COLLINS – Reginald Collins (1897-1917)

War Memorial – Hadleigh, Essex


REGINALD COLLINS

The St James The Less church WWI plaque lists R Collins as having died in 1917, and the memorial plaque names him as Reginald Collins. There are two Collins’ on the plaque, who are unrelated.



Reginald COLLINS was born 12th Sep 1897 in St George Hanover Square Pimlico, London and was the second for three children born to John COLLINS and Florry BRIDGES. His father was a Police Inspector, originally from Devon, and his mother was from West Ham in East London (then still in Essex).

John and Florry married in 1893 in Barking, East London (also still then still in Essex). In 1891 John, age 25, was working as a Metropolitan Police Constable in Covent Garden, London. I’ve not identified Florry in the 1891 census when she would have been 17 (perhaps working in London as not with her parents). They married a few days before Florry’s 20th birthday and had their first child the following year who sadly died age 1. Reginald was born two years later in 1897. In 1901 the family were living in Lambeth, Surrey where John was now a Police Station Sergeant. Their third child was born in 1910 and were still living in Lambeth in 1911, where John was now a Police Inspector.

  1. Ada COLLINS – 1894-1895 (age 1)
  2. Reginald COLLINS – 1897-1917 (age 19)
  3. Edwin John COLLINS – 1910-1961 (age 50)

Reginald was aged 16 when war broke out in 1914 and enlisted on 26th Jun 1916 into the 24th London Regiment, Queen’s Battalion. He died in action in Greece on 7th May 1917 aged 19 with the rank of sergeant, and was posthumously awarded the British War Medal and Victory Medal. At some point between 1911-1918 the family moved to Homefield, Woodfield Road, Hadleigh, Essex. John died 27th Mar 1934 at age 68. In 1939, Florry (age 66) and son Edwin (29, unmarried and working as a Carpenter Labourer) were still living at Homefield. Florry died in 2nd Jun 1954 aged 80 at Homefield and son Edwin died in 1861, also still living at Homefield. His probate record gives the house number as 6 Woodfield Road.


Family Tree

Reginald‘s father John COLLINS was born 1865 in Mary Tavy, Devon, and was the second of four children born to Robert COLLINS and Mary Ann GENDLE. Robert worked in the Copper Mines in Mary Tavy into his 30’s, then as a Farmer of 20 acres of land. He was first married to Jane HUTCHINGS in 1850 and had three children together at the time  she died in 1861 aged 32. He swiftly married Mary Ann GENDLE the following year. Mary was born in 1826, also in Mary Tavy, and died there in 1891 age 60. Robert died there a few years later in 1893 age 67.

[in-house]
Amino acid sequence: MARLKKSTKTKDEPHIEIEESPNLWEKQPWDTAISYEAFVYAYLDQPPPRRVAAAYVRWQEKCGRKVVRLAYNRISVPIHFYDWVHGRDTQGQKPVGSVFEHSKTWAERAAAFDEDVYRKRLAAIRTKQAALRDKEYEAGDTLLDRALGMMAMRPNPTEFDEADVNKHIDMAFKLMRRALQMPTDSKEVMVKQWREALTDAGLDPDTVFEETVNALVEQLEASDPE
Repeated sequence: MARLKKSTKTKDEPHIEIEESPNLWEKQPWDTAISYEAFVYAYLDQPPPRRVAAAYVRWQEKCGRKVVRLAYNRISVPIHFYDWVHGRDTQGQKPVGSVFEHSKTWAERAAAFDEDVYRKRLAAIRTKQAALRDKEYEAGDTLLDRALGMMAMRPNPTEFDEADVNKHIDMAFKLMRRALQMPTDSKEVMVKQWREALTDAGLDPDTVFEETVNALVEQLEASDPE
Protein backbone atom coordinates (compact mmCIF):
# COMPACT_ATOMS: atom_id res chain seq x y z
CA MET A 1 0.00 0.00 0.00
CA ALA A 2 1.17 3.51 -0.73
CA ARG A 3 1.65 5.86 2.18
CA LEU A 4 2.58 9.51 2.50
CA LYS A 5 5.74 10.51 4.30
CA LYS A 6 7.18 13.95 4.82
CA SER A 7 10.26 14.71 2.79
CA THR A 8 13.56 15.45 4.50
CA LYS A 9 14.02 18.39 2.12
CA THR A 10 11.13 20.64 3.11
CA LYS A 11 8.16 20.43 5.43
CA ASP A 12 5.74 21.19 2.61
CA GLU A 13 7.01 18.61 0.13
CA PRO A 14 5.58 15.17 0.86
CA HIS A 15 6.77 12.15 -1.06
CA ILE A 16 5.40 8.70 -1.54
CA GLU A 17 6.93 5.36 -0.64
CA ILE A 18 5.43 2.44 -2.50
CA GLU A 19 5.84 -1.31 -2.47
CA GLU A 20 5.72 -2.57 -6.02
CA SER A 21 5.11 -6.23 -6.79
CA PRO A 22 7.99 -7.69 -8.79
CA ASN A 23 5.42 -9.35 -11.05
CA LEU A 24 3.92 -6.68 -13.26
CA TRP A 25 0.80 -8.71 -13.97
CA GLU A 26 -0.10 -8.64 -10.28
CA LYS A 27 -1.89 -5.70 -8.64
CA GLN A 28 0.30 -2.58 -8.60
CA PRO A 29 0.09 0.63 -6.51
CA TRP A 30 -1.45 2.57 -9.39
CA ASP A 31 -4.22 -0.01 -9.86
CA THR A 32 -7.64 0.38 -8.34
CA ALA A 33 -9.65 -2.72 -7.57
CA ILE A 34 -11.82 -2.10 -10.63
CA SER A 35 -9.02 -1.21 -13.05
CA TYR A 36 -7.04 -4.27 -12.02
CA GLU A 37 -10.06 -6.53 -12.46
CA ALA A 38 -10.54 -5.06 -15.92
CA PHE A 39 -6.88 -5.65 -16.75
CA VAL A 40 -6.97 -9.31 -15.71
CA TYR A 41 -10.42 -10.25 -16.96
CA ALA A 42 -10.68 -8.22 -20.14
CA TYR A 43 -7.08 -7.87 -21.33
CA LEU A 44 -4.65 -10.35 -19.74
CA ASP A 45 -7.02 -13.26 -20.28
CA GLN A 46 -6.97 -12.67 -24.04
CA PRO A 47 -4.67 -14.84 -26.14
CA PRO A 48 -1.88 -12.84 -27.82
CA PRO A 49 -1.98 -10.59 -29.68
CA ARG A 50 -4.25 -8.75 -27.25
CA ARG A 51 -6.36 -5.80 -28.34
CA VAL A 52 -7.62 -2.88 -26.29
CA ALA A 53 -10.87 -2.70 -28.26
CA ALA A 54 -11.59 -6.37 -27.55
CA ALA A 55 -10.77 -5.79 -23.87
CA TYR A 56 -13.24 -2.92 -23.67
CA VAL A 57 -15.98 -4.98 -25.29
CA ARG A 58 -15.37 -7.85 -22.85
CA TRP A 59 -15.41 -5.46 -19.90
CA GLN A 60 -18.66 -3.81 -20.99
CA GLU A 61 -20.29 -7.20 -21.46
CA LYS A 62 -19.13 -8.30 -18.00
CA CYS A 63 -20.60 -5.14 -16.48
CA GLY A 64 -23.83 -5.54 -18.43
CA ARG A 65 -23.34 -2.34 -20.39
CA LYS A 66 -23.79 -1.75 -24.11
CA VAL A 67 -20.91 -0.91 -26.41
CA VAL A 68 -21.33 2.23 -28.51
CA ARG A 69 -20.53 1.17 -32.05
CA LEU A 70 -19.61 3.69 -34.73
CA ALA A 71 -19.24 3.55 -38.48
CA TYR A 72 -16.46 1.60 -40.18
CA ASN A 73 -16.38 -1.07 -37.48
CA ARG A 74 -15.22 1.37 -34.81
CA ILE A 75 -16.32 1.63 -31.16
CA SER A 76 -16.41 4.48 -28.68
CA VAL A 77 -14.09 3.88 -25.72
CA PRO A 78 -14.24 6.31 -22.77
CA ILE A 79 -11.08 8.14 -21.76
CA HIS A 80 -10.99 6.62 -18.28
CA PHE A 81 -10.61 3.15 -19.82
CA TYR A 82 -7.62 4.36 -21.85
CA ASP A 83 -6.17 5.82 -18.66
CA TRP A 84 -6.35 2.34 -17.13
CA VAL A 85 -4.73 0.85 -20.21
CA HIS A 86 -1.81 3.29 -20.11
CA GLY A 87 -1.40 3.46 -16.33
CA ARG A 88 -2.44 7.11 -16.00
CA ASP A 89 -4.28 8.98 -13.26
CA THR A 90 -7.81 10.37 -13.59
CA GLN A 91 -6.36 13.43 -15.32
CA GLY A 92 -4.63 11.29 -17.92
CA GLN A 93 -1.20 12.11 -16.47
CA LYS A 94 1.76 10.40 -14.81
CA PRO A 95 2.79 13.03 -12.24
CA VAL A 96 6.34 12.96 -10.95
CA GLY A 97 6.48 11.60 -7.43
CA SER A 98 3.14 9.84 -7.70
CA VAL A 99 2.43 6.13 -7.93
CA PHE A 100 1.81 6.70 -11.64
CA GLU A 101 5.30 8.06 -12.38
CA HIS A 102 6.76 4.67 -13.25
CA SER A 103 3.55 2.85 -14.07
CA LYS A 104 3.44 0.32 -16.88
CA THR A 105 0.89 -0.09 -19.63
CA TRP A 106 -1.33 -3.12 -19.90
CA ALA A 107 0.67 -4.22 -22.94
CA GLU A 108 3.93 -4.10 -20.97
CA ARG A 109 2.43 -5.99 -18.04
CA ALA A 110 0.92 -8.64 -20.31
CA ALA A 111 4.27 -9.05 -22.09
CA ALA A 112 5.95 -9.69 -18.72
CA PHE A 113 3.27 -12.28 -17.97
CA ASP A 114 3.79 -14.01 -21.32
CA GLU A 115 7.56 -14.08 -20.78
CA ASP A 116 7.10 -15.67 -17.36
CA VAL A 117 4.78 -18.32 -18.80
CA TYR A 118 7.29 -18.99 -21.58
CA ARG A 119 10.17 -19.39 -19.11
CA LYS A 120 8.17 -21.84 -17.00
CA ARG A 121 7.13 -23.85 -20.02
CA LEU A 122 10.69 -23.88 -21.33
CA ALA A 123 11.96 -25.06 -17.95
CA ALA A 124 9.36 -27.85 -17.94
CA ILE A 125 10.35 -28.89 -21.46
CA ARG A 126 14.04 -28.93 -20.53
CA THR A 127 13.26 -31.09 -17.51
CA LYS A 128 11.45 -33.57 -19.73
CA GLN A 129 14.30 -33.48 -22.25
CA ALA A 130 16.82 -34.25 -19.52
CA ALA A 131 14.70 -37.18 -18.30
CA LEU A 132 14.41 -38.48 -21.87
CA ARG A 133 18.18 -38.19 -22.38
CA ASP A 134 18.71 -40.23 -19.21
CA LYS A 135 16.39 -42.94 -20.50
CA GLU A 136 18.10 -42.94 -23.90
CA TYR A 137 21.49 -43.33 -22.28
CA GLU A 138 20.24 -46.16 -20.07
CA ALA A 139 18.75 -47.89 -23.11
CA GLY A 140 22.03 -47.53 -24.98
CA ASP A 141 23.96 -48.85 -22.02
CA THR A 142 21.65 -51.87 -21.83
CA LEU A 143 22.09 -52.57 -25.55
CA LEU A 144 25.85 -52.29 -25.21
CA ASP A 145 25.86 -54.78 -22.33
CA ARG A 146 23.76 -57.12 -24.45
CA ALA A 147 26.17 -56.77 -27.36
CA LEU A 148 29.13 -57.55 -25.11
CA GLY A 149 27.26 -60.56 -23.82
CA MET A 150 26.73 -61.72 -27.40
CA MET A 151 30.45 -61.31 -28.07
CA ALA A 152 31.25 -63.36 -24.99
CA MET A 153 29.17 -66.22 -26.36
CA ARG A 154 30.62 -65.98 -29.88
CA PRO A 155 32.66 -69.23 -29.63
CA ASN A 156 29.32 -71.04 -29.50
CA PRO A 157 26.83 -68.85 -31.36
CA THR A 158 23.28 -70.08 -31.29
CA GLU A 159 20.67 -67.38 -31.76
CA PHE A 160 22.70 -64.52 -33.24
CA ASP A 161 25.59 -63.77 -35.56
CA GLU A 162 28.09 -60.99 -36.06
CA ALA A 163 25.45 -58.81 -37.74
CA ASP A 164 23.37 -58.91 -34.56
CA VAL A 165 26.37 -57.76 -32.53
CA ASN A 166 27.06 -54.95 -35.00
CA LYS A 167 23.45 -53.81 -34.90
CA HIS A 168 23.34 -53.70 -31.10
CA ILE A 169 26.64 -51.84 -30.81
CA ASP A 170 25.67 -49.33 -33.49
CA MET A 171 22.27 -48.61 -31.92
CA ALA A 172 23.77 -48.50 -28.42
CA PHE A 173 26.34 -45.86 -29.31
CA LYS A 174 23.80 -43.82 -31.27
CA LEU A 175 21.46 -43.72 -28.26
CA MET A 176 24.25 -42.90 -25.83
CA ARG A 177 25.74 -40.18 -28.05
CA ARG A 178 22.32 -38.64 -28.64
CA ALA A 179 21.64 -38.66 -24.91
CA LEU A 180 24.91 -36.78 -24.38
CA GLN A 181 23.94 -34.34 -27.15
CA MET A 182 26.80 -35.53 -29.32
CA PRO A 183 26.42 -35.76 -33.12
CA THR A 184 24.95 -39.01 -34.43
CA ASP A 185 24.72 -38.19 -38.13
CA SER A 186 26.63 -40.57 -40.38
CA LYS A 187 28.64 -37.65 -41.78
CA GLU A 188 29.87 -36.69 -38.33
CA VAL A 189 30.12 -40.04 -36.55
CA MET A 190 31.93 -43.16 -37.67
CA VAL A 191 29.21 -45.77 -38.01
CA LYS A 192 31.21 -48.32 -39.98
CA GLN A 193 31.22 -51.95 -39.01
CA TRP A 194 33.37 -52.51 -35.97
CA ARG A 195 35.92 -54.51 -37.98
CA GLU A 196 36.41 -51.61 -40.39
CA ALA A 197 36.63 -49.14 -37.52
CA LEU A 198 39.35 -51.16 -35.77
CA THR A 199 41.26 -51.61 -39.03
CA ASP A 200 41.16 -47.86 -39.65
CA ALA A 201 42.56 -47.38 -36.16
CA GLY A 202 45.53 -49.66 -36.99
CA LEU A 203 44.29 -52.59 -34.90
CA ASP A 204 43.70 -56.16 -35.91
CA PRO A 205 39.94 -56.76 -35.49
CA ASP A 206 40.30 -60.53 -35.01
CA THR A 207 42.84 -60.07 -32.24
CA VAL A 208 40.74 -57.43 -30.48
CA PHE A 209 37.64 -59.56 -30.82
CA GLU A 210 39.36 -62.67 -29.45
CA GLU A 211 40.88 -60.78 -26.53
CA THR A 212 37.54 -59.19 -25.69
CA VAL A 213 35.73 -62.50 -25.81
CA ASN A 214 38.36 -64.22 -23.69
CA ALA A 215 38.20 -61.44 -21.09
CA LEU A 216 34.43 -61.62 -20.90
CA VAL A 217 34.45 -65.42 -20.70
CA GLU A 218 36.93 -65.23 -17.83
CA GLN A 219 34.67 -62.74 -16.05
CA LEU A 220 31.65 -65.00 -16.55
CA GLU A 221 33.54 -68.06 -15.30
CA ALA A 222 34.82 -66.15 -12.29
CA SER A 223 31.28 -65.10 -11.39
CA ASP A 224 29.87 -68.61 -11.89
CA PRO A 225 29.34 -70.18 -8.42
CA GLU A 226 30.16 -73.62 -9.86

Reginald‘s mother Florry BRIDGES was born 1873 in West Ham/Plaistow in Essex (now East London), and was the last of ten children born to John Chifney BRIDGES and Maria NORTON (4 had died by 1911). John worked as a General Labourer in a ship yard and was born in Wiggenhall St Mary the Virgin, Norfolk, whilst Maria was born in Kings Lynn, Norfolk. They married in 1855, but already had one child by this time (born in 1852). The family lived in Plaistow from about 1863, and John died there in 1906 aged 74. Maria died in 1917 age 86.

Reginald’s grandmother Maria NORTON‘s parent were William NORTON and Hannah APPLETON. When they married in 1828, William was age 30 and Hannah just 15. Maria was born in 1830, and her sister Hannah in 1835. Hannah died and another Hannah was born in 1843. In the 1841 census, William (a Mariner), daughter Maria and his mother-in-law Elizabeth APPLETON (nee DICK) were living in the same household in Kings Lynn, Norfolk. Wife Hannah was working as a servant elsewhere in Kings Lynn. They were all living in the same household in 1851, but in 1861 William was lodging on his own (still in Kings Lynn and married) and the same again in 1871. Hannah is no where to be found until after William’s death in 1874 age 71. In 1881 she pops up in West Ham working as a Nurse, and in 1891 with daughter Hannah, living on her own means. She died in 1897 age 83.



Link To Hadleigh

Reginald’s parents were living in Hadleigh by 1918, moving there at some point after the 1911 census. The explains why his name is on the Hadleigh War Memorial.